IDEAS Book Talk

December 7, 2023

IDEAS cordially invites you to attend the second event in our Book Talk Series with Dr. Tariq Rahman, author of Pakistan’s Wars: An Alternative History, for a discussion on his book moderated by IDEAS Research Fellow Maryam S. Khan

Please note the following details for the event:

Date: Thursday, 7th Dec 2023
Time: 4:00 – 5:30 PM
Venue: IDEAS office, 19-A, F.C.C. Syed Maratib Ali Road, Gulberg IV, Lahore.

Registration Link: This is an open event, however space is limited so please reserve your seat by registering at the link provided. 

About the Author

Dr. Tariq Rahman is a renowned scholar and academic, and currently serving as the Dean of the School of Liberal Arts and Social Sciences, as well as the Acting Dean of the School of Education at the Beaconhouse National University in Lahore. He has made significant contributions to the linguistic history of the Muslims of South Asia. He has authored several noteworthy books, including “Language and Politics in Pakistan” (1996), “Language, Ideology and Power: Language-learning among the Muslims of Pakistan and North India” (2002), and “From Hindi to Urdu: a Social and Political History” (2011). Throughout his career, Dr. Rahman has held a distinguished position at The Quaid-i-Azam University’s National Institute of Pakistan Studies, where he served for a major portion of his life. In recognition of his exceptional work, he was honored with the status of Professor Emeritus in 2010. Additionally, the Higher Education Commission bestowed upon him the esteemed title of Distinguished National Professor in 2004. Dr. Rahman has also received notable accolades such as the Pride of Performance Award and the Sitara-i-Imtiaz.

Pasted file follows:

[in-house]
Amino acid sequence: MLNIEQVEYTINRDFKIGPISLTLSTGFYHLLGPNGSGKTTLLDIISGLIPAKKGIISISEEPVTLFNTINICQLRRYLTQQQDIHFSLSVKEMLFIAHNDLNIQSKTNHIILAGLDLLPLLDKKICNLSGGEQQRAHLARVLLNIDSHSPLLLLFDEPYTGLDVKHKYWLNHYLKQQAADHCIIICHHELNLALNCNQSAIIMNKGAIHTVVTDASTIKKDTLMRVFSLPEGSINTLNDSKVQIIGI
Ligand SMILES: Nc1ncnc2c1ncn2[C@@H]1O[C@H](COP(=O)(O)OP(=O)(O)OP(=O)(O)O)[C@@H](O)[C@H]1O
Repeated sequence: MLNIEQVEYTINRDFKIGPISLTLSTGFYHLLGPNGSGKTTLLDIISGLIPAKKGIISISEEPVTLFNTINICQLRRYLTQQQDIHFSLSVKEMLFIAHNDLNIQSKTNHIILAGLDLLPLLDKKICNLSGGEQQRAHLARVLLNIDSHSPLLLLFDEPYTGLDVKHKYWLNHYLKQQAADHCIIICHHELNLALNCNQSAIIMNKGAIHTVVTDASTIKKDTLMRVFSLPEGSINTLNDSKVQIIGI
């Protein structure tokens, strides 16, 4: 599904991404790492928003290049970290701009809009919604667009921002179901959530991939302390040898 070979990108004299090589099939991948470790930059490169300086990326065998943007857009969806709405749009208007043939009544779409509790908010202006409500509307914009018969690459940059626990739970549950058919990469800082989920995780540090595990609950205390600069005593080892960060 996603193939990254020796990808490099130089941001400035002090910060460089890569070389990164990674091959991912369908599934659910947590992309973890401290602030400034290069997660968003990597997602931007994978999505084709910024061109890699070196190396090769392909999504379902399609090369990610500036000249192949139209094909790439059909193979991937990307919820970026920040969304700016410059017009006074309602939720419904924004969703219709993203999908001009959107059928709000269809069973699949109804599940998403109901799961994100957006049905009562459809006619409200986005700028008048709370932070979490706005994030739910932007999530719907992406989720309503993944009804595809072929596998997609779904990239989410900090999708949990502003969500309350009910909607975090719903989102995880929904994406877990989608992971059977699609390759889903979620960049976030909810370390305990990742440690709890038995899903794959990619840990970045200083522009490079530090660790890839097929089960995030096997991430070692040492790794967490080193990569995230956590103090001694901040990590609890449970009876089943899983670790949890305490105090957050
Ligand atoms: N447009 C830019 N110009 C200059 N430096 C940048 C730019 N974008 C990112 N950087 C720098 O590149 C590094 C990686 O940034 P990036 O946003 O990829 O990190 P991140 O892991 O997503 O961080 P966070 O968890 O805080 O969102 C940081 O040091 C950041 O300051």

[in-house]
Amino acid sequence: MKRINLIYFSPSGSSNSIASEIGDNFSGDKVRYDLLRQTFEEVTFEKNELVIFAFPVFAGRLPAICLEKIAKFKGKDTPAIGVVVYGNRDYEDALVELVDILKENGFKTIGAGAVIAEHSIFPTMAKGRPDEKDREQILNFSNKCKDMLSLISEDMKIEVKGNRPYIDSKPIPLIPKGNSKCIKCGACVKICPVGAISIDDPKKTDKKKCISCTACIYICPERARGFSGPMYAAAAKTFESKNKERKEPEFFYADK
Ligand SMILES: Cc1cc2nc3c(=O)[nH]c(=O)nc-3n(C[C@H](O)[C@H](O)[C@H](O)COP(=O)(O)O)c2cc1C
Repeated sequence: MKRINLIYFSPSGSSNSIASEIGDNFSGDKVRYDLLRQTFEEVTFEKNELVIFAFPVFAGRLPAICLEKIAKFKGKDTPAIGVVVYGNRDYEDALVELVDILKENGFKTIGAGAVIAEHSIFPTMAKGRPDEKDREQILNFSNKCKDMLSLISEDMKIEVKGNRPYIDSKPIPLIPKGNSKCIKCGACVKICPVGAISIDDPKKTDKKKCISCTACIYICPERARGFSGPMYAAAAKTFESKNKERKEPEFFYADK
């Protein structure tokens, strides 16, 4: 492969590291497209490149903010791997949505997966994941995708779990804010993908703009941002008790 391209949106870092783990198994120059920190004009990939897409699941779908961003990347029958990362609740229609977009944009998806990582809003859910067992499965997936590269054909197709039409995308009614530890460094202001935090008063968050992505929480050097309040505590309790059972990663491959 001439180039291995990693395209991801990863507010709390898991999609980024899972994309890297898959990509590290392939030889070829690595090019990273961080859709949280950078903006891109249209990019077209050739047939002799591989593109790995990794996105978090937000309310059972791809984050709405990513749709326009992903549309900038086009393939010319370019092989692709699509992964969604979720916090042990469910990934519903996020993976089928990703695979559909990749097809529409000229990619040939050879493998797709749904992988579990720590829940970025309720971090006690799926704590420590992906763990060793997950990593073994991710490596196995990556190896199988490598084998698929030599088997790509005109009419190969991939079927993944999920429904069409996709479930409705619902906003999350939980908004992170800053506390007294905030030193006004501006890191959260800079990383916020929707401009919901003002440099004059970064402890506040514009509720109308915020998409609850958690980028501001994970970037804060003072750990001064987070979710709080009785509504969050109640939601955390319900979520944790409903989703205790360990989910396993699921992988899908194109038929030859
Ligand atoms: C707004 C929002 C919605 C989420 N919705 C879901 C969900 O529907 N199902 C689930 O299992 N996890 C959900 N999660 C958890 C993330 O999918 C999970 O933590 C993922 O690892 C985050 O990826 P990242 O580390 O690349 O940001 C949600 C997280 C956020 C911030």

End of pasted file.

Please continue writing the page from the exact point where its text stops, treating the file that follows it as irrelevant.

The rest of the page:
About Pakistan’s Wars: An Alternative History

This book studies the wars Pakistan has fought over the years with India as well as other non-state actors. Focusing on the first Kashmir war (1947–48), the wars of 1965 and 1971, and the 1999 Kargil war, it analyses the elite decision-making, which leads to these conflicts and tries to understand how Pakistan got involved in the first place. The author applies the ‘gambling model’ to provide insights into the dysfunctional world view, risk-taking behaviour, and other behavioural patterns of the decision makers, which precipitate these wars and highlight their effects on India–Pakistan relations for the future. The book also brings to the fore the experience of widows, children, common soldiers, displaced civilians, and villagers living near borders, in the form of interviews, to understand the subaltern perspective. A nuanced and accessible military history of Pakistan, this book will be indispensable to scholars and researchers of military history, defence and strategic studies, international relations, political studies, war and conflict studies, and South Asian studies.